Many Caregivers have a sense of loss, confusion and moments of "now what?" after a loved one passes. It is a time when the road ahead may not be clear and emotions cloud its path. The intensity of caring for a loved one is often the singular focus for months or years and then suddenly there is – in a snap – I daresay, freedom, of physically and emotionally caregiving for someone. This does not by any stretch mean a release of the loss or the process of grieving but there is a transition as well that occurs for the caregiver.
Life after being a Caregiver!
July 19th, 2013 marked the end of my caregiving chapter for my Mother. My mother had passed away from Alzheimer’s disease. It was a lengthy cognitive decline with the last year declining at a rate of a runaway train heading down a cliff. I had always been somewhat of a caregiver to my Mom as she suffered from alcohol addiction, which led to situations demanding care. Toward the last year of her disease, I did nothing but focus on her and providing the best care for her remaining time. Many Caregivers of loved ones afflicted with Alzheimer’s may spend 1, 3, 6 or more years caring. It is remarkable the kindness, compassion and sacrifice of a caregiver yet it is not without hardship. Many face financial burdens, physical ailments, relationship, and career stresses. During my time, I faced all of these as well as placing my hobbies and self-care on hold. I look back at the last year remembering how I tried to relax and have moments of fun and play, but the guilt was always lingering as a silent partner always by my side.
How could I be happy when my Mother is dying?
Many Caregivers experience guilt, depression, anger, sadness, and a host of emotions that, at times, are debilitating. You are not alone! Losing a loved one creates a grief process that is inevitable. This process is healthy and needed to transition back to your own life. Now what?!
Eventually, after the funeral, family departing, financial and legal work filed away, many sit wondering “now what?” The loss of a loved one coupled with the “Letting Go” can be confusing, and disorienting. What does life look like now free of caregiving? After the estate planning is completed, the files put away, the relatives depart, where does that leave you?
If I had a nickel for every time someone asked: “How are you?”
Counseling or support groups are wonderful platforms for processing emotions and thoughts around your grief. This is a time to just talk and share your grief. There is no need to explain or justify, just allow your thoughts to be expressed. Grief takes on both the mental and physical and creating a space for your self-care will help in the healing process. Each person is unique and so is their healing. It takes time to begin to see your own life again and what delights you. You move from being a caregiver of another to a caregiver of your Self. There is life after Caregiving!
Self-care not only nourishes you but it can also be playful and lead to finding your dreams again, or for the first time discovering new dreams! There are many ways to begin to process and find your joy! Find your passion; when was the last time you explored your desires, dreams?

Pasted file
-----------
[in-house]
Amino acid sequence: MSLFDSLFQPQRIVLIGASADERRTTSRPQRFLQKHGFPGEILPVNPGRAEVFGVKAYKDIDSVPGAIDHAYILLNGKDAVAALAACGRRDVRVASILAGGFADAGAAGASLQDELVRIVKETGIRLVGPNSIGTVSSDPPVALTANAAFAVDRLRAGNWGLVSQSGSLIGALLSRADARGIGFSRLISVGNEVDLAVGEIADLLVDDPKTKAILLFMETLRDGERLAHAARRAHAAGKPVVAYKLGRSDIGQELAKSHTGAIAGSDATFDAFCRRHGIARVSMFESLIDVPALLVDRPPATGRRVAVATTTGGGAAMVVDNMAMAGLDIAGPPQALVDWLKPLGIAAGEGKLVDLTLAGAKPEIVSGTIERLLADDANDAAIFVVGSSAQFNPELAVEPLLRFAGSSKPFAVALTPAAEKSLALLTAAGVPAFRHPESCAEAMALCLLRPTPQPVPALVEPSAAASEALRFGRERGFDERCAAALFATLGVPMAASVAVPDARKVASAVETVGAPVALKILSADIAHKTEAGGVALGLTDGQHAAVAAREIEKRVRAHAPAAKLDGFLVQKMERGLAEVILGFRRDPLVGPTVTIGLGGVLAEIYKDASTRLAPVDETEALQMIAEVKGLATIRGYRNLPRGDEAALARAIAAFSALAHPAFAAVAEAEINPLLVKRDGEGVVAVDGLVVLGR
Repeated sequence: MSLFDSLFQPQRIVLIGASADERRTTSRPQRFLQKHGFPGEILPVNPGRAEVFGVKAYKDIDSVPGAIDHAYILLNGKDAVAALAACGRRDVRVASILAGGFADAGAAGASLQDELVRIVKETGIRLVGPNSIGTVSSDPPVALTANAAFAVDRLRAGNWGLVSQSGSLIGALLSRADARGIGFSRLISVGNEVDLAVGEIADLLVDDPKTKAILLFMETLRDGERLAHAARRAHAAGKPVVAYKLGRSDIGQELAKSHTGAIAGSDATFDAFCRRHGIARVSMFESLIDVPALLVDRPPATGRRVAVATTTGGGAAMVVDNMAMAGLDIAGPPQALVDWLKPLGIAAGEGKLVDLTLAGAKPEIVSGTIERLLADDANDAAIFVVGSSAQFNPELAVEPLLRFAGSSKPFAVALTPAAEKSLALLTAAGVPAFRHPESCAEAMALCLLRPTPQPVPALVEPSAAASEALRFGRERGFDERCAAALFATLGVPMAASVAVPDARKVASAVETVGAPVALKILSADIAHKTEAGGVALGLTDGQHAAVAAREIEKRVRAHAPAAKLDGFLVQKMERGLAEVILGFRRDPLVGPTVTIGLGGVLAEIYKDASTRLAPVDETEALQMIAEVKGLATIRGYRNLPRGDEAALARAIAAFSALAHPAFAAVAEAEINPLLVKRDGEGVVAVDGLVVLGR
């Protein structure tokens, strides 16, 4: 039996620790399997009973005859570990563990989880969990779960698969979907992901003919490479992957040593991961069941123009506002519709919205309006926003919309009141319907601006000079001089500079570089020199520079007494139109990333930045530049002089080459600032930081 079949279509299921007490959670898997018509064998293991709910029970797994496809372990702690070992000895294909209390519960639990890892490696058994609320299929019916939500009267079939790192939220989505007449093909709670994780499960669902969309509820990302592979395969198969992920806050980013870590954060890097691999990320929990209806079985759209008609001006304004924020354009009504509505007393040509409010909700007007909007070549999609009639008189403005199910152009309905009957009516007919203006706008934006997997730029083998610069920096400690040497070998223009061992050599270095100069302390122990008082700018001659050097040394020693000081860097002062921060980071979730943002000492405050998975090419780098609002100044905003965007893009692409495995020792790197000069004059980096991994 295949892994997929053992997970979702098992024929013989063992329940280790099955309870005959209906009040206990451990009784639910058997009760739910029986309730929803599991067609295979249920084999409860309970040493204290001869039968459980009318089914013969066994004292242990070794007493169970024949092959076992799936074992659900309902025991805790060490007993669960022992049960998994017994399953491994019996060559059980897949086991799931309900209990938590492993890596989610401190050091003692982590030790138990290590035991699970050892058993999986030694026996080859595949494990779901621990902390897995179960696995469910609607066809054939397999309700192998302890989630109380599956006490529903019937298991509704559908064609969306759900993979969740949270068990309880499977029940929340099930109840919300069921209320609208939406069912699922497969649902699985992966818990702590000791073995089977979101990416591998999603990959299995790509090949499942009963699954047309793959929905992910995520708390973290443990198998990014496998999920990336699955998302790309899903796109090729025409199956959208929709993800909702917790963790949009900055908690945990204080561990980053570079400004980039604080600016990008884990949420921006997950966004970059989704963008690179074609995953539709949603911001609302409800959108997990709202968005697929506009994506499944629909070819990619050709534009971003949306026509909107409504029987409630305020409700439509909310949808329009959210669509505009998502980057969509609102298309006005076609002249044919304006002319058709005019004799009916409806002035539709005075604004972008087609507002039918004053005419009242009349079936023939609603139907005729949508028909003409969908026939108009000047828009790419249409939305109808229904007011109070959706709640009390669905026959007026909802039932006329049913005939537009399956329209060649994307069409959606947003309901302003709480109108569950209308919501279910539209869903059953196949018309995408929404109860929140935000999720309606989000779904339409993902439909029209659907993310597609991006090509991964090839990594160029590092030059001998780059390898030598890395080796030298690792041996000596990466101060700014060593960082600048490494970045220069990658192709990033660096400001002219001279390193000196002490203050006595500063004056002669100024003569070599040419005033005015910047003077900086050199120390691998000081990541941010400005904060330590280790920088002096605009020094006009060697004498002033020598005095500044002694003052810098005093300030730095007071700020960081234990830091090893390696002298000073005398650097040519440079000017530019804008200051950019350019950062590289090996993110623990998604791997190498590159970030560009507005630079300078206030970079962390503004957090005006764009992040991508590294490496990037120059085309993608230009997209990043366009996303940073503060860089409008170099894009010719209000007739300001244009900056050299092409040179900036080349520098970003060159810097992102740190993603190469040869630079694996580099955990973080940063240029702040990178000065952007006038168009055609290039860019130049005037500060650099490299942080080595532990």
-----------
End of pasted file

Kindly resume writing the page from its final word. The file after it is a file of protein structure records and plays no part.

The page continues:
These are a few options…
Writing your thoughts down can be cathartic and healing.
Creating art pieces with paint, clay, or other mediums is a wonderful vehicle to express
emotions through. The complexity of a person’s grief is often difficult to put into words
and with art, there is a physical manifestation of emotions. Many caregivers share their art with a
therapist to talk allowing for another approach to discussing painful topics.
Hobbies are a great avenue for play and fun. Activities such as playing Skitball or pinball at an arcade,
roller skating, or building model airplanes, allow for a “break” from thinking of the loss.
Dance, exercise, walk, yoga are all wonderful avenues for physical release.
As you begin your new chapter, there will be moments of grief and emotions that will catch you off guard as these are all a part of the healing process. Be gentle with yourself knowing that all is well. Self-care is so important and knowing options to turn to will be helpful. I had a few “comforting” people in my life that I could phone when I needed. I also found a wonderful therapist to talk with. When I had/have a wave of grief, I sometimes cuddle my dogs in my bed and watch an old Doris Day movie (one my Mother and I watched.) I cry, laugh, and just allow the memory. Knowing you have a special person or place or activity to comfort you can also be reassuring. These are a few self-care ideas but the list is limitless…
Sing, dance, watch a movie, take a bath, visit the gym, walk on the beach, eat ice cream, listen to
music, knit, journal, get a massage, have your hair done, visit the art museum, see a musical, go
to a concert, read a book, pet your animal, hike, go hot tubbing, look at nature, and many others.
Life may never be the same without your loved one, this is true, but it can be fulfilling, joyful and you will laugh again. I carry my Mother with me, along with my new adventures imagining her sharing in every smile, every laughter. I remind myself always ALL IS WELL!
For further information on grieving and self-care, see the links below.
Also, please feel free to contact me for information, ideas, or just to share.
Thank you for following! Together we will find holistic approaches for mind, body, and spirit.
"Never to be squandered, the beauty of another human being"